In the face of overwhelmingly little demand for this, The Fraudster’s Almanac proudly presents our first-ever joint review. This is a thing that you can read!
Jay: Don’t Breathe!
Jane Levy in Fede Alvarez’s really very awesome remake of Evil Dead
My good friend, who says he’s a doctor, tends to find the bad in things and use those points to explain why something isn’t good. What a terrible thing for a person to do, right? I’m glad that nobody has ever accused me of it. I was risking an argument asking him to come along, fully expecting him to try to explain to me why a horror movie’s characters act inconsistently, while still somehow maintaining that all of the terrible action movies that he was raised on are good for some reason.
But nothing ventured nothing gained, I suppose.
Jay: I know my illustrious colleague isn’t trashing The Thing or The Fly, but it’s important to point out that one can love those movies and not want to watch a malevolent tree force itself sexually on another victim; it was the worst part of the original Evil Dead. So for the record, I’ve never seen the remake.
Mark: I feel like we’re getting into some cross-talk here that may not be interesting or fun to read. My point in evoking The Thing or The Fly is to simply state that nothing is sacred or untouchable and that occasionally re-visiting existing properties can render spectacular results.
Jay: Alright, Mr. Raincloud, I’ll speed it along.
I really liked the cinematography and editing of the first act. It established the rules of the world quickly, the stakes, and the visual tone (pretty but gritty). When the pitch is made, let’s break into an old blind dude’s house and steal his money, I had a pretty good idea of where the movie was going, even if we hadn’t really seen the antagonist yet. This was distinctly more of a thriller than a horror in its set up, a reversal of the home invasion movie.
Mark: And for the most part, this attitude of one-upmanship works really well straight through to the conclusion. The film seems to recognize that it’s trading off the clever, deliberate beats that it had worked to establish in its front half in order to capitalize on increasingly ludicrous, shocking and – ultimately – entertaining turns as things ramp up. Many of the gags, while not believable or even logical in the strictest sense, are inventive and laugh-out-loud surprising. For me, the film’s rather modest scope yielded returns that left me completely satisfied and happy… albeit with a few questions.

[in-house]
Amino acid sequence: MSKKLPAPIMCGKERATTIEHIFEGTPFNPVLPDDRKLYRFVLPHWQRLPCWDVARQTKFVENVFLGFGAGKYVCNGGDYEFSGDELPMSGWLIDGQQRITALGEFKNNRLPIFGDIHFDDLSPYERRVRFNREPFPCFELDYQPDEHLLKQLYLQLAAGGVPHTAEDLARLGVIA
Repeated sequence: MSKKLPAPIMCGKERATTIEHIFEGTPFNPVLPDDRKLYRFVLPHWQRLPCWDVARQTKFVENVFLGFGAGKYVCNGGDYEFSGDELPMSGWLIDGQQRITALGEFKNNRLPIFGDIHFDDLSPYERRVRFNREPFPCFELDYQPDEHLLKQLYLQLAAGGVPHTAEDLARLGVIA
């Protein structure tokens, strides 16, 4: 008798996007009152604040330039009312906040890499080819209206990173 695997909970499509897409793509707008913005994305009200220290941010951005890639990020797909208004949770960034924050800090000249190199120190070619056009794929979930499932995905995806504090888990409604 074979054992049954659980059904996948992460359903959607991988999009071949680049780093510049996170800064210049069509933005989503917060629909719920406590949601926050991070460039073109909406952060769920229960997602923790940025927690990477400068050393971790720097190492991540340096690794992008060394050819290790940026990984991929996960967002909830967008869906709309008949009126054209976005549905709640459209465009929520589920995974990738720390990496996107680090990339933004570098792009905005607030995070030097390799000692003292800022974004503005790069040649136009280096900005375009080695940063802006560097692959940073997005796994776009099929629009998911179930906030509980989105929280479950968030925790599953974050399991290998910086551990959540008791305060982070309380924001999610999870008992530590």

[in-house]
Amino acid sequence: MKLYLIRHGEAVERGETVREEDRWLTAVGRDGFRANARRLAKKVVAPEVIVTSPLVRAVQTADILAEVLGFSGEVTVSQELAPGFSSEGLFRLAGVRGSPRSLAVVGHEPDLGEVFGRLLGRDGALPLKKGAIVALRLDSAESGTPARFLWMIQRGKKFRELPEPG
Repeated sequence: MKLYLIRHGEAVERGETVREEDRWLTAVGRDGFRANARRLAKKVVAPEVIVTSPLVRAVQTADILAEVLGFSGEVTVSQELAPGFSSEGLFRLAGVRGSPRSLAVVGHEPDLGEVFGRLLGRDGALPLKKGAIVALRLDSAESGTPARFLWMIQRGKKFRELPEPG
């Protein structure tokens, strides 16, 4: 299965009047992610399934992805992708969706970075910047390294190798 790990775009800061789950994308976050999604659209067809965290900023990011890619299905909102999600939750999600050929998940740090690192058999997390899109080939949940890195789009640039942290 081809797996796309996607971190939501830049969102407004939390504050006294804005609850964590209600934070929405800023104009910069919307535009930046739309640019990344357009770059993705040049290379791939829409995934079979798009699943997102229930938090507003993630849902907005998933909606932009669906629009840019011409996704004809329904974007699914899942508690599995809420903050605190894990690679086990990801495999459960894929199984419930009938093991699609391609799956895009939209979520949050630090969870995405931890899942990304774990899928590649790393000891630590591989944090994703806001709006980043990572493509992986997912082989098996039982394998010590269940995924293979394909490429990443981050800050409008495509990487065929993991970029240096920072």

Jay: Second: Why on earth wouldn’t you bring a flashlight to a 3am robbery of a blind man’s house?
I was also mostly along for the ride, with only one exception that pulled me out. As alluded above, there was this constant push-pull because of the three millennials being so goddamn dumb. On the one hand, I thought their pulling-punches approach was totally earned by the script, but on the other hand, there were a few too many moments where their behaviour veered into having genuinely bad survival instincts. It’s hard to root for characters who are demonstrably more stupid than the audience.
Mark: It worked for me too. This flick is clever enough to know which muscles to flex in terms of ingenuity and which not to bother with. It allows itself to be just simple/stupid enough to skate along briskly without being vapid or grating. There’s nobody to cheer for, other than yourself. You can cheer for yourself for having chosen such a fun way to spend 90 minutes.
You mentioned “millennials” and I cringe at the label. These are young people in a horror/thriller. As such, they’re really not much different from the teens that we’ve seen in horror movies from the 80s or 90s, or even today. They don’t seem much smarter or dumber than the standard cannon fodder of this genre. This movie isn’t reaching for You’re Next levels of genre subversion. It’s comfortable allowing both sides of a conflict to be sometimes-smart, sometimes-stupid. There’s something timeless about that, and I figure that this film will do quite well on home video and will vastly outlive any of the “millennial” trappings that folks may allude to.
That’s right. I’m calling it. Don’t Breathe will be remembered fondly.
Jay: I brought up the “millennials” thing because it’s the easiest reading of the movie. There is a pervasive opinion right now—or perhaps just the pervasive opinion of said pervasive opinion existing—that people born from 1980 onwards are a bunch of spoiled ingrates with no moxy, who expect everything handed to them, who don’t know the first thing about the “real world”, especially compared to their parents’ generation. And this movie simply reinforces that idea. Seriously, a blind man who probably qualifies for the senior’s discount at his local Denny’s outsmarts and overpowers a handful of twentysomethings with all their capacities intact. It’s true that horror movies have been full of dumb kids for ages, but the fact that this is a young person versus a baby boomer (rather than versus a monster or something) led me to this reading. I’m not saying it’s a reading I like, because I’m already irritated to shit with the endless thinkpieces arguing for and against a generation that inherited downward social mobility. But I can’t help but see it in the movie.